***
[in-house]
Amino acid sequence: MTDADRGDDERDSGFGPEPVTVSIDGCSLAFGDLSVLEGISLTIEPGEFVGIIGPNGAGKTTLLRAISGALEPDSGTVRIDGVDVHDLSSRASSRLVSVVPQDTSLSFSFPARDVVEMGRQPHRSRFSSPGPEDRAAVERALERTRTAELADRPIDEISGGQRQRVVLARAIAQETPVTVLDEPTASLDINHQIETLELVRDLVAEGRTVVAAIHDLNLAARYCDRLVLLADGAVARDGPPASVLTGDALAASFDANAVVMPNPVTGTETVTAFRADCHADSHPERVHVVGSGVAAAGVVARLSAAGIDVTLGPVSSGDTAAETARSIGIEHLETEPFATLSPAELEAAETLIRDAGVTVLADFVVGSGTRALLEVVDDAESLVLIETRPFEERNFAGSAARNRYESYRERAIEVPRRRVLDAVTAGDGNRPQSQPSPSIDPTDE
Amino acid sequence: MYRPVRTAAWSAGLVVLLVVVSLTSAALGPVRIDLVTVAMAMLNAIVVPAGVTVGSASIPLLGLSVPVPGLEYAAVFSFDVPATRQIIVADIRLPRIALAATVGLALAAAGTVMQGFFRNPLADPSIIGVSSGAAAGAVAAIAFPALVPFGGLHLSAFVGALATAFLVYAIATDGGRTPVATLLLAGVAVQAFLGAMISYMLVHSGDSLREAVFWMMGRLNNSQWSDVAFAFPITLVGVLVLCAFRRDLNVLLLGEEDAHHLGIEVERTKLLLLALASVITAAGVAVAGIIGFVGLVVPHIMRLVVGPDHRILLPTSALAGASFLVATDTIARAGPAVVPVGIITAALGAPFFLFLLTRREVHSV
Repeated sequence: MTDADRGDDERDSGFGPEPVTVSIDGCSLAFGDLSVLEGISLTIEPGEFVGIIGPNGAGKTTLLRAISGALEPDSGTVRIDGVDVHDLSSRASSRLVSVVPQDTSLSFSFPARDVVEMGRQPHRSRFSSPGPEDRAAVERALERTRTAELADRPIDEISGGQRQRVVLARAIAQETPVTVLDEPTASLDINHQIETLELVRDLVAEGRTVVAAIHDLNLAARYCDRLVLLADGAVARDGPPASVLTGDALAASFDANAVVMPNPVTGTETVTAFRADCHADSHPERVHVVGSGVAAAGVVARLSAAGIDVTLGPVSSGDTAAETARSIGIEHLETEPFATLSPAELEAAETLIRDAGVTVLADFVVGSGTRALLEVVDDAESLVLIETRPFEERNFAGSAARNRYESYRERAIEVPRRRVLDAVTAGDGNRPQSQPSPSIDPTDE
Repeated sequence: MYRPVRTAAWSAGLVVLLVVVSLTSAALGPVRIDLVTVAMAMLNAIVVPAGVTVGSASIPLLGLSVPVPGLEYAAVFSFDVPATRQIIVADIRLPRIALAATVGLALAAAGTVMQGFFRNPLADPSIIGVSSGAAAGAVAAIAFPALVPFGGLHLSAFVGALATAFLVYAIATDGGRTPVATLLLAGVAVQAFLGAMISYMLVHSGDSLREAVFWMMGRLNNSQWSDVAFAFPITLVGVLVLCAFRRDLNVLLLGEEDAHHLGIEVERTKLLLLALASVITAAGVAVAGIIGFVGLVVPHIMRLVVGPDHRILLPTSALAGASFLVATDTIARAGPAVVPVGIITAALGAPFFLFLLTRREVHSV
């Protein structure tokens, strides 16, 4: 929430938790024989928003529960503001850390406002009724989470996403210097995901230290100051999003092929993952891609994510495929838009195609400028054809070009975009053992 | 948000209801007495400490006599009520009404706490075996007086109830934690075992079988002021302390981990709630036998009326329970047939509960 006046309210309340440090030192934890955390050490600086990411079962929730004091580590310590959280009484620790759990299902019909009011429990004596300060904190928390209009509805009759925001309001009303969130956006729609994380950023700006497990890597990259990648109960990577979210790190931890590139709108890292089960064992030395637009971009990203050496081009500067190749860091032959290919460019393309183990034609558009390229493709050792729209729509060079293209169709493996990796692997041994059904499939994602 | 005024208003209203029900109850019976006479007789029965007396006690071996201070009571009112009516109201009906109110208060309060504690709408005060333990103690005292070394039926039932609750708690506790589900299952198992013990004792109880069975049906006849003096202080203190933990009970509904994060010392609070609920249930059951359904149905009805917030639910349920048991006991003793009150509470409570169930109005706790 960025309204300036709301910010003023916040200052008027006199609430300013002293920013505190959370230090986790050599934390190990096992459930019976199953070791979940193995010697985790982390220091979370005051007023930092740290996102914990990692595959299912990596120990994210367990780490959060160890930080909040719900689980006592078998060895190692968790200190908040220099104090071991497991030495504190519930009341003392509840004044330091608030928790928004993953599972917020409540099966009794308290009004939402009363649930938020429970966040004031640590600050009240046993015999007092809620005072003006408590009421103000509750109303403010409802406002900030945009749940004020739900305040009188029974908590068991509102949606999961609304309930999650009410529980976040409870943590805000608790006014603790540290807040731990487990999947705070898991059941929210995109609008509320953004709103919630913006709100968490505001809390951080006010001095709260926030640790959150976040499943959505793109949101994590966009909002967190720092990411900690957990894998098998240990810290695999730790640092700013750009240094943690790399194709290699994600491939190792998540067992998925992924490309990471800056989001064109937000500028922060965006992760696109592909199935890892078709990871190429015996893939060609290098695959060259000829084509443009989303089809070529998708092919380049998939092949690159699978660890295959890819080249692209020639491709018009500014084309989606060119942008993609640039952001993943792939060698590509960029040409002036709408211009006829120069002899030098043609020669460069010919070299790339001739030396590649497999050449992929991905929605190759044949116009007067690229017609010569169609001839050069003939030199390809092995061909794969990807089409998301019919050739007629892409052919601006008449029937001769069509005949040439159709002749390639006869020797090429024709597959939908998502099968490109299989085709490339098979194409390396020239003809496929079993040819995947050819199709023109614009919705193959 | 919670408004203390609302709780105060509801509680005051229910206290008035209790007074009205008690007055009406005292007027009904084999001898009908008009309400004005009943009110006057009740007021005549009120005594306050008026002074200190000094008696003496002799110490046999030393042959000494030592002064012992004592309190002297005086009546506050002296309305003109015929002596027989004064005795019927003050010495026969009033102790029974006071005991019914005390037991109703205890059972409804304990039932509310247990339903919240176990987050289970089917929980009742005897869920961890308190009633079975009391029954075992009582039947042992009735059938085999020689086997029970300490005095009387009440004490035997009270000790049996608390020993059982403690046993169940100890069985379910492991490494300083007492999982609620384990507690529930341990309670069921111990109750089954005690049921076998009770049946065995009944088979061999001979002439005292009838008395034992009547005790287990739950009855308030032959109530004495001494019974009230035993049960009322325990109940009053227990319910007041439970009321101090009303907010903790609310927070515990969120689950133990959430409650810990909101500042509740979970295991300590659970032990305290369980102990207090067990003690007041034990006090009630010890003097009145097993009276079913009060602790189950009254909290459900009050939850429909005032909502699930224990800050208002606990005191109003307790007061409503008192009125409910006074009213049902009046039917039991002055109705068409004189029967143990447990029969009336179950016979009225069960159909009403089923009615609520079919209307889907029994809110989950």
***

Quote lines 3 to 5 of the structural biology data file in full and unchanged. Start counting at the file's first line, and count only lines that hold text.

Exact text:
Amino acid sequence: MYRPVRTAAWSAGLVVLLVVVSLTSAALGPVRIDLVTVAMAMLNAIVVPAGVTVGSASIPLLGLSVPVPGLEYAAVFSFDVPATRQIIVADIRLPRIALAATVGLALAAAGTVMQGFFRNPLADPSIIGVSSGAAAGAVAAIAFPALVPFGGLHLSAFVGALATAFLVYAIATDGGRTPVATLLLAGVAVQAFLGAMISYMLVHSGDSLREAVFWMMGRLNNSQWSDVAFAFPITLVGVLVLCAFRRDLNVLLLGEEDAHHLGIEVERTKLLLLALASVITAAGVAVAGIIGFVGLVVPHIMRLVVGPDHRILLPTSALAGASFLVATDTIARAGPAVVPVGIITAALGAPFFLFLLTRREVHSV
Repeated sequence: MTDADRGDDERDSGFGPEPVTVSIDGCSLAFGDLSVLEGISLTIEPGEFVGIIGPNGAGKTTLLRAISGALEPDSGTVRIDGVDVHDLSSRASSRLVSVVPQDTSLSFSFPARDVVEMGRQPHRSRFSSPGPEDRAAVERALERTRTAELADRPIDEISGGQRQRVVLARAIAQETPVTVLDEPTASLDINHQIETLELVRDLVAEGRTVVAAIHDLNLAARYCDRLVLLADGAVARDGPPASVLTGDALAASFDANAVVMPNPVTGTETVTAFRADCHADSHPERVHVVGSGVAAAGVVARLSAAGIDVTLGPVSSGDTAAETARSIGIEHLETEPFATLSPAELEAAETLIRDAGVTVLADFVVGSGTRALLEVVDDAESLVLIETRPFEERNFAGSAARNRYESYRERAIEVPRRRVLDAVTAGDGNRPQSQPSPSIDPTDE
Repeated sequence: MYRPVRTAAWSAGLVVLLVVVSLTSAALGPVRIDLVTVAMAMLNAIVVPAGVTVGSASIPLLGLSVPVPGLEYAAVFSFDVPATRQIIVADIRLPRIALAATVGLALAAAGTVMQGFFRNPLADPSIIGVSSGAAAGAVAAIAFPALVPFGGLHLSAFVGALATAFLVYAIATDGGRTPVATLLLAGVAVQAFLGAMISYMLVHSGDSLREAVFWMMGRLNNSQWSDVAFAFPITLVGVLVLCAFRRDLNVLLLGEEDAHHLGIEVERTKLLLLALASVITAAGVAVAGIIGFVGLVVPHIMRLVVGPDHRILLPTSALAGASFLVATDTIARAGPAVVPVGIITAALGAPFFLFLLTRREVHSV